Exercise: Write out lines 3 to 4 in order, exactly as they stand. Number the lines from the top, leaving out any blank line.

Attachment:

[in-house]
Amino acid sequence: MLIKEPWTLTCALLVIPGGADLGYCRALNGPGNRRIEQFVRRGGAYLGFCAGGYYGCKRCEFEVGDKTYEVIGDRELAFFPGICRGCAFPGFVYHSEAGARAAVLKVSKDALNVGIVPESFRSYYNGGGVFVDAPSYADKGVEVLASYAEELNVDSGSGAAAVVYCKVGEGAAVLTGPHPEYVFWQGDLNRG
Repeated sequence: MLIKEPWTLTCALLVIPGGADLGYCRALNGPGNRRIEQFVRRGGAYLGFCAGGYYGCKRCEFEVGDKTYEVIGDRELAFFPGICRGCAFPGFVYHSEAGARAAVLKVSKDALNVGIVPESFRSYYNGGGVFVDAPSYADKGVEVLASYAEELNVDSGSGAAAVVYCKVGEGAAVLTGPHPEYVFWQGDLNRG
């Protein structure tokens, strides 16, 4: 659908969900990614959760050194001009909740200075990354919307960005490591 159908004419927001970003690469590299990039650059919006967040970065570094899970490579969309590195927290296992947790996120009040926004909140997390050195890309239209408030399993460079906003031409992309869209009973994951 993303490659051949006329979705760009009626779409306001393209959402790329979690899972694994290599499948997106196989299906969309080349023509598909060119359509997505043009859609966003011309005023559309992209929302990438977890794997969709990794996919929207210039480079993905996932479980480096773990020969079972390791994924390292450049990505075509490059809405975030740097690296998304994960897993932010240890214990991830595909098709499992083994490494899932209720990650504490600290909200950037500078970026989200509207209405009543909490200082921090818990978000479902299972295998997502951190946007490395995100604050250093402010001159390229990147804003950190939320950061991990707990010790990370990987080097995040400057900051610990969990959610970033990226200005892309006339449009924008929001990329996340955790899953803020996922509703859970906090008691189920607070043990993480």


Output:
Repeated sequence: MLIKEPWTLTCALLVIPGGADLGYCRALNGPGNRRIEQFVRRGGAYLGFCAGGYYGCKRCEFEVGDKTYEVIGDRELAFFPGICRGCAFPGFVYHSEAGARAAVLKVSKDALNVGIVPESFRSYYNGGGVFVDAPSYADKGVEVLASYAEELNVDSGSGAAAVVYCKVGEGAAVLTGPHPEYVFWQGDLNRG
């Protein structure tokens, strides 16, 4: 659908969900990614959760050194001009909740200075990354919307960005490591 159908004419927001970003690469590299990039650059919006967040970065570094899970490579969309590195927290296992947790996120009040926004909140997390050195890309239209408030399993460079906003031409992309869209009973994951 993303490659051949006329979705760009009626779409306001393209959402790329979690899972694994290599499948997106196989299906969309080349023509598909060119359509997505043009859609966003011309005023559309992209929302990438977890794997969709990794996919929207210039480079993905996932479980480096773990020969079972390791994924390292450049990505075509490059809405975030740097690296998304994960897993932010240890214990991830595909098709499992083994490494899932209720990650504490600290909200950037500078970026989200509207209405009543909490200082921090818990978000479902299972295998997502951190946007490395995100604050250093402010001159390229990147804003950190939320950061991990707990010790990370990987080097995040400057900051610990969990959610970033990226200005892309006339449009924008929001990329996340955790899953803020996922509703859970906090008691189920607070043990993480």